Christine Grahame said the move could help “tackle the horrors and misery of so-called ‘puppy farms’”.
The SNP MSP has launched a consultation on her planned member’s bill, which aims to improve regulations around the breeding and sale of dogs.
The plans have already got the backing of animal charities including the Scottish SPCA and the Dogs Trust, as well as The Kennel Club.
Ms Grahame, convener of Holyrood’s cross-party group on animal welfare, said: “My proposed bill seeks to better regulate dog breeding but, most importantly, for the first time it would also place new obligations on owners as well as breeders to ensure a more responsible and informed approach to owning a puppy or dog, to reduce the distress to both animals and indeed owners, some of whom may find they have been duped with all the heartache which follows.
“I also hope that, through placing responsibilities on those acquiring a puppy or dog, it can help tackle the horrors and misery of so-called ‘puppy farms’ and the inappropriateness of online sales.”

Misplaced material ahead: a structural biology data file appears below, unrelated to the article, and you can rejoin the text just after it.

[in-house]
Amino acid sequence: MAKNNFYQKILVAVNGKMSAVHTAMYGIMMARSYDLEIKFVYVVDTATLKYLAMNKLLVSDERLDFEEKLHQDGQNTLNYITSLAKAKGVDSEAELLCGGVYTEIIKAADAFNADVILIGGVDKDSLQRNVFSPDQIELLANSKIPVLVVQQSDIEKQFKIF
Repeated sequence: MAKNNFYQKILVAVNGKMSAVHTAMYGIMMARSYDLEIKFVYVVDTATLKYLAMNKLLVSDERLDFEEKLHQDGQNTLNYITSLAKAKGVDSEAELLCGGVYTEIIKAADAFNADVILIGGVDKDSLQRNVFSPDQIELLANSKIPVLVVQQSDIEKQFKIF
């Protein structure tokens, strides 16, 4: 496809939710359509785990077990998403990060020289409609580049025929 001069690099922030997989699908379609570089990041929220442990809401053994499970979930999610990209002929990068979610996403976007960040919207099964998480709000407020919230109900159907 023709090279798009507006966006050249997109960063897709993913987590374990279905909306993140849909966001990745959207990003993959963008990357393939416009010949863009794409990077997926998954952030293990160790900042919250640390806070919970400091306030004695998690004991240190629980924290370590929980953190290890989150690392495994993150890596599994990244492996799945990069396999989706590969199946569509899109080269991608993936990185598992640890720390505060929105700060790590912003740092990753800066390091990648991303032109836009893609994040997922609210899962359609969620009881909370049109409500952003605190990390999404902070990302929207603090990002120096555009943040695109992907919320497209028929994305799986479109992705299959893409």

The bill would ensure everyone who breeds and then sells, or transfers ownership of a puppy, is either licensed or registered.
In addition, it plans to “provide a mechanism for ensuring a more responsible and informed approach to acquiring and owning a puppy or dog”.
Ms Grahame said: “Too many dogs end up with chronic health conditions from irresponsible breeding or in rehoming centres having gone to a home that was wholly unsuitable in the first place.”
She launched the consultation at the Edinburgh Dog and Cat Home, where director of operations Lindsay Fyffe-Jardine warned: “There is a growing problem of irresponsible breeding activities in Scotland.
“While we understand that many people have the best intentions when they go to buy a dog, it’s important that we better safeguard the public, and our animals, from these illicit practices.”
Mike Flynn, chief superintendent of the Scottish SPCA, said: “We fully support and welcome MSP Christine Grahame’s member’s bill proposal, which is in line with our #SayNoToPuppyDealers campaign that encourages the public to be more responsible sellers and buyers of puppies.”
Jen Terris, campaign manager for the Dogs Trust in Scotland, said: “We urge anyone to do thorough research before buying a puppy to help them make sensible choices and to avoid being tricked into buying a poorly-bred puppy.”
Libby Anderson, policy director at the animal welfare group OneKind, said: “Both sellers and buyers need to provide for their puppies’ welfare, but at the same time it’s essential they check that the other party is equally caring and responsible.”
Holly Conway, public affairs manager at The Kennel Club, said: “We are delighted that Christine Grahame is highlighting the importance of dog owners sourcing their puppies and dogs responsibly.”